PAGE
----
If PG seems too difficult, Ewido is a very nice program too. In the paid version you can leave the automatic updates, the real-time protection running. I did notice that the real-time protection in the previous version did slow down a little bit internet browsing, never tried in the 4.0 version. If you have enough RAM, you shouldn't feel it at all. Ewido is very good in catching stuff too, we use it very often.
If it were me : Spyware Blaster, IE-SPYADD, ProcessGuard and a firewall / antivirus of course. I also have a router which includes a hardware firewall, it helps alot with blocking intrusion attempts, port scanning and it isn't a program (software) that can be terminated from running.
But that is a personal choice of course.
I currently use Norton Security (anti-virus & firewall), but my subscription is going to need renewed shortly. Do you think it is as good as any or do you prefer something else?
Norton ... many people don't like it, it's a huge debate. I run both myself and I never had trouble with them. I'm still using the 2003 version, I consider that one as the last acceptable version they made. In more recent versions they added new features and the program becomes kinda heavier to run. (needs more ressources). I remember I did install the 2004 trial when it was released and it crashed my PC rather often, behaved differently. Finally I kept 2003 and did renew subscription.
Norton's Firewall is rather highly configurable if not set to automatic rule creating, if set to automatic then it's kinda useless but that's the case with every program. As alternatives, in the paid ones I like Kaspersky as an antivirus and Outpost as a firewall. Oustpost may cause blue screens on some PC's from what I heared though. Sunbelt Kerio is a nice firewall too, it has a 30 days trial and then some features are turned off. If you prefer to keep the additional features, you need to buy the product. But even with the advanced features turned off, it remains a good program. As a free antivirus, I would recommend AVG - http://free.grisoft.com/doc/1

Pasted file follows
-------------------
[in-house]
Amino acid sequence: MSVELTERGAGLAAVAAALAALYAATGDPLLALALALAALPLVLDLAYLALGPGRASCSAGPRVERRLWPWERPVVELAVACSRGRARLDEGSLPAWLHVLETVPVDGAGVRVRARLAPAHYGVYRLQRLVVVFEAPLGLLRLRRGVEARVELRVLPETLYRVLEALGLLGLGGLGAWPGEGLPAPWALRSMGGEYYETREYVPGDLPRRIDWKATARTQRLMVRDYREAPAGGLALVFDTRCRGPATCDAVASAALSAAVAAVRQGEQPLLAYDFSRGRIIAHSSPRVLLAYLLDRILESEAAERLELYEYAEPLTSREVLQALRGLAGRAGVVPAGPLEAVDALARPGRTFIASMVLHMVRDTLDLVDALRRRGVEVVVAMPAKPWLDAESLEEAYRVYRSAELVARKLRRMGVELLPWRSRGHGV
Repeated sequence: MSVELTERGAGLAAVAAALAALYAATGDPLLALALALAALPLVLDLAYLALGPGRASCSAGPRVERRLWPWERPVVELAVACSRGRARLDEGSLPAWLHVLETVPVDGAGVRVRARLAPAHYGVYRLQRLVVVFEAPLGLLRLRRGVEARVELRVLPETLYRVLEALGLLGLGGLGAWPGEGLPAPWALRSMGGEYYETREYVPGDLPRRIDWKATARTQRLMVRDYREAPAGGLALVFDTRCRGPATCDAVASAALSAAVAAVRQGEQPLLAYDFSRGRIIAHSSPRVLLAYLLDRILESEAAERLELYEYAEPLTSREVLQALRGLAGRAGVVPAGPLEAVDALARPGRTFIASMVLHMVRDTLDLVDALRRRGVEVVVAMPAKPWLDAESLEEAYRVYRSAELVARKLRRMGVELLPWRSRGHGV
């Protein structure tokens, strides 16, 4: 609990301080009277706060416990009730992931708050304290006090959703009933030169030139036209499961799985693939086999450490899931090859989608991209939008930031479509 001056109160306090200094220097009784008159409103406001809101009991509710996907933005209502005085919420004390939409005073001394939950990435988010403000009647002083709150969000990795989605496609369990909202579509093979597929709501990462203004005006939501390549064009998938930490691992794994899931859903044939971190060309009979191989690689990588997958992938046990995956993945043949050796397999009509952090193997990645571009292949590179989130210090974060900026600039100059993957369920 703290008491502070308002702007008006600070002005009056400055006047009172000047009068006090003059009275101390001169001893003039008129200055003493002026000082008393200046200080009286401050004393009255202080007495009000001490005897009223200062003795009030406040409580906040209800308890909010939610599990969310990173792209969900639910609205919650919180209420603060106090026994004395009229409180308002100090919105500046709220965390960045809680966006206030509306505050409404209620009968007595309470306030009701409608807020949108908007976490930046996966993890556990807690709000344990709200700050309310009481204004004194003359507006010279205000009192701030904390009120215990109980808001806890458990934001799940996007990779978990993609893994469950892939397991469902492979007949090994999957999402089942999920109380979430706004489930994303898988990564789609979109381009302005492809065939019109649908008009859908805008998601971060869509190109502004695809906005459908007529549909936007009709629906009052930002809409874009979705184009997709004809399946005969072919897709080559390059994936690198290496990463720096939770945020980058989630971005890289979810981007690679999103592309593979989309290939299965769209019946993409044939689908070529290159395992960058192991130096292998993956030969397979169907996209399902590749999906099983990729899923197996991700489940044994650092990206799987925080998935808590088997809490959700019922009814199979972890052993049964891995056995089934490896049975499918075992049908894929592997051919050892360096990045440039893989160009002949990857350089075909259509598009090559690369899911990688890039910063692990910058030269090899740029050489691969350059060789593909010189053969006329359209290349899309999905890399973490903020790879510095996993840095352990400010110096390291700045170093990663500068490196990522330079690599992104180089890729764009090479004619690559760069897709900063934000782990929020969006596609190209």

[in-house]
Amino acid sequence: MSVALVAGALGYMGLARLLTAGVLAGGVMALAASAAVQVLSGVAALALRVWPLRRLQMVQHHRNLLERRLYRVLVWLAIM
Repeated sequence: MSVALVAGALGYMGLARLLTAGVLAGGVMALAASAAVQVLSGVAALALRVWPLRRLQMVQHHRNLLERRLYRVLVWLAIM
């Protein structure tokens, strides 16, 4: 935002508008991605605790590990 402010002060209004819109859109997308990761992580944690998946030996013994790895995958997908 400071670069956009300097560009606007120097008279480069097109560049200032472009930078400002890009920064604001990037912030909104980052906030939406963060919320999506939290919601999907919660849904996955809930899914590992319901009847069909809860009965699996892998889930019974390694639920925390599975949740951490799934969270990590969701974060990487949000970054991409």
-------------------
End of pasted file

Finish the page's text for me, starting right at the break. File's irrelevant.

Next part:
On the same page you can find info about Ewido since they recently did take over Ewido. Being honest, I would turn myself towards another solution than Norton ... although no antivirus is really able to stop a rootkit from being installed. They detect some files of Haxdoor but it's already too late, it's installed.
I clicked the link in your signature, but I'm really not sure exactly what caused all my problems. I know Spysheriff was present at one point. Was that the root of everything?
Spysheriff might have been the cause or not, hard to tell. Bundles are rotating and are different on each PC. I have seen infections that are not too heavy and others that are similar to yours. Spysheriff is rather old, the pe386 rootkit is very recent, so is the Haxdoor variant you had. But that doesn't mean anything. Spysheriff type of infections often drop trojans on your system that are able to download other components and update them ... It's really hard to tell. Even if we would know the site were you got infected in the first place, it does not mean we will get the same infection. Maybe they aren't linked at all. You might have visited another site where you got the keylogger and the rootkits. If Spysheriff was not very recent (I mean just before this happend), I would suggest the Other Infections section at Malware Complaints.